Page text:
Two months ago, I was admitted into my local hospital. I was suicidal at the time, severly depressed, and my family forced me to voluntarily admit myself into the psych ward. Okay, okay, The Mental Health Inpatient Unit.. Saying I spent 10 days in the psych ward sounds cooler.
How it started:
I wrote a suicide note, not intending to take my life that night, but I wrote one up for the future. My boyfriend at the time, found the suicide note while we were cleaning my bedroom together. He didn't tell me he found it, I guess he just stuffed it in his pocket and brought it home. Anyhow, a few days after he found the note, his mother showed up at my doorstep, note in hand. She showed my parents, and left. My dad broke down and thought it was his fault because he's been a negligent father over the years. My mother cried until she looked numb in the face. The next morning, I was brought to the hospital and from then, my journey really began.
What it was like:
The first full day I spent in the mental health inpatient unit was the worst day of my life. Before I was admitted, a doctor told me that I would only have to stay overnight until the morning when I would talk to a psychiatrist, and get options for treatment/diagnosis and then I'd go home, because I admitted myself voluntary.
Well, that's not what happened. After being in a gross, uncomfortable hospital gown all night, and all day until 5PM, without talking to a psychiatrist, my dad got upset with the nurses and staff there. He was scared for my safety because I told him how I was scared to sleep with the aggressive people, and also not to mention that an old man spilled coffee on my bed in the middle of the night. My dad informed the nurses that he wanted to sign me out of the hospital, and legally, he could--because I was a voluntary patient. However, the nurses sprung into action, called the psychiatrist into the hospital, and without even talking to me, the psychiatrist put me under a Form 3. That meant I couldn't leave for two weeks.
I was 17 years old in the psych ward with about 10 other patients, ages ranging from 25-80. There was an elderly man with alzheimer's disease, and he walked around without talking, and he always had his hands down his pants. There was an elderly woman who cussed at everyone and threatened to "knock everybody the fuck out" (I wish I was kidding, but I'm not). But there were a few really sweet people that I met in there!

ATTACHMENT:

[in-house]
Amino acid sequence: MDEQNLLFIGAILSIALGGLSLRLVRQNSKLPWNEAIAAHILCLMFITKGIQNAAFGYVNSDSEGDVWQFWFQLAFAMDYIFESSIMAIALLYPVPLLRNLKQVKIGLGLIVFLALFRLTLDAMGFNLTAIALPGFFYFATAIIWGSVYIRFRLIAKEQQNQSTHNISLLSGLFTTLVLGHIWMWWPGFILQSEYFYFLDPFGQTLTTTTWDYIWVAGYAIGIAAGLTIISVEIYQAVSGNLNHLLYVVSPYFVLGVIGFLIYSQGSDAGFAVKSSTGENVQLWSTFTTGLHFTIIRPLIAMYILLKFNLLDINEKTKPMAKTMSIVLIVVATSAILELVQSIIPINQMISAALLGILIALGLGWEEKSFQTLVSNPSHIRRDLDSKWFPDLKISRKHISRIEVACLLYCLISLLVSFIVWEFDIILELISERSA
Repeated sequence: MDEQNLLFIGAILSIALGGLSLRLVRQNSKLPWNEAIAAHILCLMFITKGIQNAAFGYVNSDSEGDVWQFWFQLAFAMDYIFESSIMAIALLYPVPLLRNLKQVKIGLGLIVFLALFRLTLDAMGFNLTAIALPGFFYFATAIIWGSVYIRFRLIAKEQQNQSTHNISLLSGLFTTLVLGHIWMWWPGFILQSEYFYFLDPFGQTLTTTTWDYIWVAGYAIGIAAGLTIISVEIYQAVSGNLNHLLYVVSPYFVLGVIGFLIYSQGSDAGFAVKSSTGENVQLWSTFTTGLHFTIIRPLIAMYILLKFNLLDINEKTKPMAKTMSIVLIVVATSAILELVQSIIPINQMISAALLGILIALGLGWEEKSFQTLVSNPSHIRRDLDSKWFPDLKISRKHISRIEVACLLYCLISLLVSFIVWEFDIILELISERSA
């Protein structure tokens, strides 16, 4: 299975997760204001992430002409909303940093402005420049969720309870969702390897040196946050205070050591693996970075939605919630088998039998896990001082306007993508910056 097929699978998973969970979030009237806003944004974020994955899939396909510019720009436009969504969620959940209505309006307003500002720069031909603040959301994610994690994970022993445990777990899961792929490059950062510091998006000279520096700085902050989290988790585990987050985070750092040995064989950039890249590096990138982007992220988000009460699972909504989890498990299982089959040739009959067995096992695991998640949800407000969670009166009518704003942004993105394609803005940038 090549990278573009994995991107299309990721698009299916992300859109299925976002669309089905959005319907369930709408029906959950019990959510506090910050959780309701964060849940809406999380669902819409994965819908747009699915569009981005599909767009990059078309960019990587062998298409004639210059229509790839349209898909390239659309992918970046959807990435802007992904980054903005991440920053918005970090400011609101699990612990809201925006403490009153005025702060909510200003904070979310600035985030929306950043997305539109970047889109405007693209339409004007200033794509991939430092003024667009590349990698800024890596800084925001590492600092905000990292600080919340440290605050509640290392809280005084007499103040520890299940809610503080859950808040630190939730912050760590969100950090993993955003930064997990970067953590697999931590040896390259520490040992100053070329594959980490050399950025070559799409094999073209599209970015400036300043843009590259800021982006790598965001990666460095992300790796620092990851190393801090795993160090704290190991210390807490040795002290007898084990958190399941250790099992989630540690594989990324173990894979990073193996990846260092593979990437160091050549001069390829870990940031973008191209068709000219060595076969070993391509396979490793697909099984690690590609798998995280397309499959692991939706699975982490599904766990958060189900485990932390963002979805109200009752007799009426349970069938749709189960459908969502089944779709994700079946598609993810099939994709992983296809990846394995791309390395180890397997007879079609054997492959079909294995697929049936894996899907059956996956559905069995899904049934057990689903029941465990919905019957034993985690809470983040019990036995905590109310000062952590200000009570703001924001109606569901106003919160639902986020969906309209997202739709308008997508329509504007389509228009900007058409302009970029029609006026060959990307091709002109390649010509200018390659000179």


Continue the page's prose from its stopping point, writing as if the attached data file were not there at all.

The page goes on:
Anyhow, an average day went like this:
- 8am - Wake up. A nurse would do your vitals (blood pressure, body temperature, etc.) Breakfast. Medication.
- 10am - Group therapy.
- 12pm - Lunch.
- 2pm - Visitation until 4pm.
- 5pm - Dinner.
- 6pm - Visitation until 8pm.
- 11pm - Bedtime.
You didn't have anything to do in your spare time, other than look out a window, or read a book. You could try to make friends, but a lot of the patients didn't have any interest in socializing.
The friend I met:
I met a seemingly nice boy, he was 19 years old. He was admitted into the hospital and brought in by police about three days after I was admitted. He told me that he has two different personalities, and that he is a very manipulative person, and that he is addicted to sex. He ate all of his meals with me, and we spent a lot of time playing guitar and telling eachother stories until bedtime. Before he was admitted, I didn't speak to any of the other patients. He was a very oddly outgoing person who sparked up a conversation with anybody that he saw. He had a way with people. He sang and played guitar to the elderly patients, and he was very sweet. He was discharged from the hospital three days after he was admitted, and he told me it was because he told the psychiatrist everything he wanted to hear. He lied and told the doctor that the reason he did the things he did was because he was on drugs that night. They let him leave. What a sneaky bastard he is. Him and I didn't stay friends long, but that's a story for another time.
The unprofessional, rude psychiatrist I was assigned to:
I was assigned to a foreign doctor, who had a very thick accent. I thought he seemed nice at first, until he started asking me about my problems... This doctor asked me about things that made me anxious and depressed, and when I told him, he scoffed and snickered. He told me that my problems didn't matter, that they are no reason to send me into a breakdown. He told me that I was silly, that I was just a child, and that I don't know what "real problems" are yet. My parents never believed me when I told them about the poor treatment I got from this doctor, until I got home and read his online reviews to them. Literally every single review said the same things that I just did. Every. Single. One.
I had some pretty awful times in the psych ward, but I've also had many laughs in there. Especially when the elderly woman tried to fight the other patients every single day, and every single day, she was sent to seclusion. I think that this experience has made me a stronger, more level-headed person. I was diagnosed with a social anxiety disorder, and a severe depressive disorder. I was prescribed an anti-depressent and since the two months I've been discharged, I definitely feel like my old self again. I'm no longer nervous in crowds, I can public speak, I can be honest and truthful, I don't hate myself. I wish some things about the experience were different, like maybe some more comfortable showers, and beds. And maybe locks on the doors so old men don't walk into your room at night and spill coffee over your sleeping body... But, I wouldn't change it. If it hadn't have been for this experience, I most likely wouldn't be writing this today. Life is precious, don't take it for granted.
If you have any more questions about my experience, or need any advice, feel free to comment or inbox me! <3